In the wake of the 2006 success and the Klinsmann-inspired revolution, Germany has become a factory for talented young players. Young players that are encouraged to knock on the door early, no longer afraid of having to wait five years before even being considered for the national team.
Jürgen Klinsmann had always planned to resign from the post after 2006; in spite of loud calls both from the DFB and the German public for him to continue, he stuck to his guns. He had, in his own words, done what he had set out to do – it was now up to his successor to pick up the baton and follow things through.
Klinsmann had not only restored Germany’s reputation as a top footballing nation, but he had reinvigorated its spirit. When his time as Nationaltrainer ended on July 12th 2006, the one demand he did make was that his assistant Joachim Löw be appointed his successor – a request that was carried out immediately. In doing this, continuity had happily been restored.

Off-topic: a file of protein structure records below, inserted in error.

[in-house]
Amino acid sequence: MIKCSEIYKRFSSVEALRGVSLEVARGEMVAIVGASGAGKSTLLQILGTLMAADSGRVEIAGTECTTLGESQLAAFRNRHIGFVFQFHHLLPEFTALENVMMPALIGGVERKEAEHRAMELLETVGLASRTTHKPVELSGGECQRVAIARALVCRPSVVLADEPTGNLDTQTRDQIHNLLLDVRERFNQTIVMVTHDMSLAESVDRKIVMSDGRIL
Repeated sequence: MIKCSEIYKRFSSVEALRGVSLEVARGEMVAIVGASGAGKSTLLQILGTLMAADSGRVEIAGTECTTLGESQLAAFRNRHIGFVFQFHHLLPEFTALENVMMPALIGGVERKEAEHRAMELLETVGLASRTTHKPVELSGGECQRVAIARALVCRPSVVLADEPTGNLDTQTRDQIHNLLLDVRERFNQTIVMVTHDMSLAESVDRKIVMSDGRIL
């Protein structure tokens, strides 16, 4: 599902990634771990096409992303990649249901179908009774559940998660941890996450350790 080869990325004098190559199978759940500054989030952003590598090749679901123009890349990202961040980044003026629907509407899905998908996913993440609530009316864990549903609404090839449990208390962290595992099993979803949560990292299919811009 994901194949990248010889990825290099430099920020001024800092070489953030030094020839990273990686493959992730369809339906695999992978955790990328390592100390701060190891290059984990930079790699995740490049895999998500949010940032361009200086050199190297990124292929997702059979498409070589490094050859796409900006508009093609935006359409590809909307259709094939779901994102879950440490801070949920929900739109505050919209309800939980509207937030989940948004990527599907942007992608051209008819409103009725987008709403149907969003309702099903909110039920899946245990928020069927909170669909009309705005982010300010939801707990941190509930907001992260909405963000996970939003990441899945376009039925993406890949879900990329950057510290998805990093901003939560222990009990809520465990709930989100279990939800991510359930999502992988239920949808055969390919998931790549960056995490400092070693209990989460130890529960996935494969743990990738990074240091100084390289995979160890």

Having resigned as coach of the Nationalmannschaft on the crest of a wave, Klinsmann took a few years out of football before returning to coaching in 2008 with former club FC Bayern München. The club as always were hungry for success, and much had been expected of the former national coach who brought with him an army of fitness specialists, sports psychologists and advisors. Unfortunately Klinsmann’s performance did not match the hype that accompanied his appointment, and he failed to make it through to the end of his first season in charge.
After another two-year hiatus and much media speculation, Klinsmann was appointed head coach of the United States national team in July 2011. He took the US to the World Cup finals in Brazil in 2014, exiting the tournament in the second round after an extra-time defeat by Belgium. In the group phase, Klinsmann was reunited with his former assistant Jogi Löw – who came out on top as Germany took the points with a 1-0 victory.